Not Your Father's Talmud

Rabbi Adam Chalom of Kol Hadash Humanistic Congregation in suburban Chicago explores the Talmud from a Humanistic perspective, one page a day.

Location: Highland Park, Illinois, United States

Rabbi Adam Chalom is the Rabbi of Kol Hadash Humanistic Congregation in suburban Chicago. He is also the Assistant Dean for the International Institute for Secular Humanistic Judaism.

Saturday, June 04, 2005

Tragedy and Judgment - Shabbat 33

There is a macabre competition the religiously-inclined can pursue when facing tragedy – which is more numerous, the varieties of sins worthy of punishment or the varieties of cosmic punishment for sins? Today’s page explores the punishments for robbery, for perverted or delayed justice, for vain oaths and profaning God and Shabbat, for bloodshed, and for blasphemy – any number of tragedies, from the destruction of the Jerusalem Temple and national calamity to an individual falling ill are connected to Jewish transgressions. Even about this there is disagreement – some argue that askarah [digestive trouble] comes from neglecting tithes, or slander, for eating untithed food, or for neglecting Torah study. We would point to “diet,” but that’s missing the rabbinic point of explaining tragedy in a just universe. We can, however, take heart that we agree that several of the issues they call transgressions are still objectionable, even if for us their correction relies more on human than on divine justice.

This last “reason” of neglecting study raises predictable questions: why then would women, or children, or non-Jews (all of whom are not commanded to study) – or for that matter school children [tinokot shel beit rabban – literally “babies of the Rabbi’s house”] who DO study enough - suffer from askarah? The answers: for women – because they interfere with their husbands’ study; for non-Jews, because they interfere; for children – because they make their fathers neglect to study. I would argue the last one is actually a worthy replacement! Why do school children suffer? Rabbi Gorion (or perhaps Rabbi Joseph ben Shemaiah) claims that the righteous suffer for the sins of their generation, and if there are no righteous the school children suffer instead. One begins to sympathize with Job and ask, “is that justice?”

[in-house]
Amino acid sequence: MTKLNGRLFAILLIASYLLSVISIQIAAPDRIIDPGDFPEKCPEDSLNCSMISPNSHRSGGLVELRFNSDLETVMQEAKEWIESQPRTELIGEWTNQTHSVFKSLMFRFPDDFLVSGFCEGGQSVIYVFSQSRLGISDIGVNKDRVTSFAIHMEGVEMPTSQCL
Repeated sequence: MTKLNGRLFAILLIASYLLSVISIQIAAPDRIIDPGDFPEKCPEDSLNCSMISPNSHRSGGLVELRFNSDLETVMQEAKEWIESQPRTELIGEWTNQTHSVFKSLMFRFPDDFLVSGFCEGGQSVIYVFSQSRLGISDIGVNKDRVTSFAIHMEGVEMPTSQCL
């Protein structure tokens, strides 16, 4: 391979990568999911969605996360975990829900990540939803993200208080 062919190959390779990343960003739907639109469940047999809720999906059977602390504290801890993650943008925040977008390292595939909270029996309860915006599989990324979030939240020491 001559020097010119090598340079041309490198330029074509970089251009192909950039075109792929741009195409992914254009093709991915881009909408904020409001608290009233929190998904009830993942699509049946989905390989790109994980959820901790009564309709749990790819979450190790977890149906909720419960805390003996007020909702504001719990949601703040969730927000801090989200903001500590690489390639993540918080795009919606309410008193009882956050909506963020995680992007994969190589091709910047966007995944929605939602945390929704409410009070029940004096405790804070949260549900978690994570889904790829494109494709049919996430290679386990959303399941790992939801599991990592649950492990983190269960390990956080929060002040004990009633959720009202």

This page also contains a fascinating story about Rabbi Simon bar Yohai and the dangers of loose lips. Rabbi Judah comments how great are the public works of the Romans, and Rabbi Simon retorts that they built streets and markets to install whores, baths to clean themselves, and bridges to take tolls. This is the reverse of a marvelous scene in Monty Python’s The Life of Brian, where Jewish revolutionaries ask disparagingly “what have the Romans ever done for us?” and come up with a large number of answers: “apart from the sanitation, the medicine, education, wine, public order, irrigation, roads, a fresh water system, and public health, what have the Romans ever done for us?”

Rabbi Shimon’s comments were reported to the authorities, and he and his son fled to a cave where they hid for 12 years. They took of their clothes (to prevent them wearing out) and sat in sand up to their necks until it was time to pray, at which point they got dressed, prayed, then took them off again. Having been told by Elijah that the Roman emperor was dead and the decree against them annulled, they leave the cave, only to be so judgmental of people living ordinary lives plowing and sowing rather than studying Torah that their gaze causes everything to burn up. They are returned to the cave for a year, after which they come out and see someone hurrying to observe Shabbat, which calms them down.

What can we get from this fable? Shimon bar Yohai is traditionally claimed (impossible historically) to be the author of the Zohar, the most important book in Jewish mysticism, so this story is understandably celebrated in those circles. We see the danger of critical comments, and also the problems created by being unnecessarily negative about the good works of others with whom we have conflict – even if the bridges were to collect tolls, now you can cross the river! Studying in isolation from the outside world is dangerous, because you won’t accommodate your ideas to messy reality. And even if we can’t burn up others with our judgmental eyes, the emotional impact and its consequences are similar.

Rabbi Adam Chalom

You can read or hear the entire The Life of Brian scene at: